Cities will play a significant role in managing the complexities of Urban Air Mobility (UAM), focusing on creating sustainable and affordable mobility solutions aligned with the European Green Deal goals. UAM goes beyond aviation technology, involving mobility planning and urban development. City planners will play a crucial role in emphasising the importance of integrating UAM into urban mobility planning, and cities will define UAM services based on citizen needs by encouraging public involvement and acceptance. The introduction of UAM requires a strategic, long-term decision considering various high-level fields such as innovation strategy and urban planning to ensure a responsible and sustainable UAM ecosystem.
The role of cities in Innovative Air Mobility and Services is currently evolving and may include:
- Define the characteristics of UAM services: Cities and regions are best placed to determine the needs and preferences of their citizens and stakeholders, and to shape the UAM services accordingly. They can also set the standards and criteria for UAM operations, such as safety, noise, emissions, and accessibility.
- Integrate UAM into sustainable urban mobility planning: Cities and regions should consider UAM as a complementary mode of transport that can contribute to smart and sustainable mobility goals. They should follow the SUMP principles and cycle to plan, implement, and evaluate UAM initiatives in a holistic and participatory way. See the SUMP Practitioner Briefing on Urban Air Mobility.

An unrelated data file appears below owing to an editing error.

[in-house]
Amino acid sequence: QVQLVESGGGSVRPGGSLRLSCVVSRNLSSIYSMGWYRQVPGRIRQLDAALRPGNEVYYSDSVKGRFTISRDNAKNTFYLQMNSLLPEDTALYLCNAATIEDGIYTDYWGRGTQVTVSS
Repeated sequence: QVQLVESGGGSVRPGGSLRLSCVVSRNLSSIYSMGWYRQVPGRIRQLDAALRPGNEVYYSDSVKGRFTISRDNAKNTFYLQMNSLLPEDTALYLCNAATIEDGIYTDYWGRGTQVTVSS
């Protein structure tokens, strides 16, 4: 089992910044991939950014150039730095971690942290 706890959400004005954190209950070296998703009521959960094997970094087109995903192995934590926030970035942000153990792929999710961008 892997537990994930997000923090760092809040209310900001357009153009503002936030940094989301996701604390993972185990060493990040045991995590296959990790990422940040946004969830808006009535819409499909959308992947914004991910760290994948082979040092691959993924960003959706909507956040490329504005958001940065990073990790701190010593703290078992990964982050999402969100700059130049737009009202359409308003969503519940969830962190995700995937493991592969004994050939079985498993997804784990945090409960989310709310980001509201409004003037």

- Collaborate with UAM stakeholders and communities: Cities and regions should engage with various actors involved in UAM, such as industry, regulators, researchers, and civil society. They should also foster public involvement and acceptance of UAM, as well as social and environmental responsibility.
- Innovate and experiment with UAM solutions: Cities and regions should explore the potential and challenges of UAM, and learn from the experiences of pioneering cities and regions that have been involved in UAM projects. They should also leverage the opportunities offered by UAM for urban innovation and development.
For further reading, please also consult the ELTIS urban mobility observatory.
How can EASA help with UAM in your city?
As EASA delved into the revision of existing regulations and the formulation of new ones to accommodate routine UAM operations, it became apparent that comprehending and addressing societal concerns and citizens' expectations were paramount. It was imperative for the regulator to establish the right regulatory objectives and actions. To achieve this, EASA conducted an extensive study on the societal acceptance of UAM operations within the European Union.
This comprehensive study, from November 2020 to April 2021, yielded ten vital insights:
- Across the European Union, there was an initial positive disposition towards UAM.
- A resounding endorsement for use cases that offer public value, such as emergency and medical applications.
- The top three anticipated benefits were speed, environmental friendliness, and enhanced connectivity.
- The foremost concerns revolved around safety, environmental impact and noise levels.
- Safety benchmarks were rooted in existing aviation standards.
- Environmental protection, especially wildlife conservation, emerged as a priority.
- Noise levels were considered acceptable at the level of familiar city sounds.
- Building confidence and trust among citizens was an imperative task.
- Seamless integration of ground infrastructure was deemed essential.
- Collaboration among regulatory authorities at all levels was underscored as a fundamental requirement.
EASA's commitment to understanding and addressing these considerations underlines its dedication to fostering safe, sustainable, and widely accepted urban aviation solutions for the future.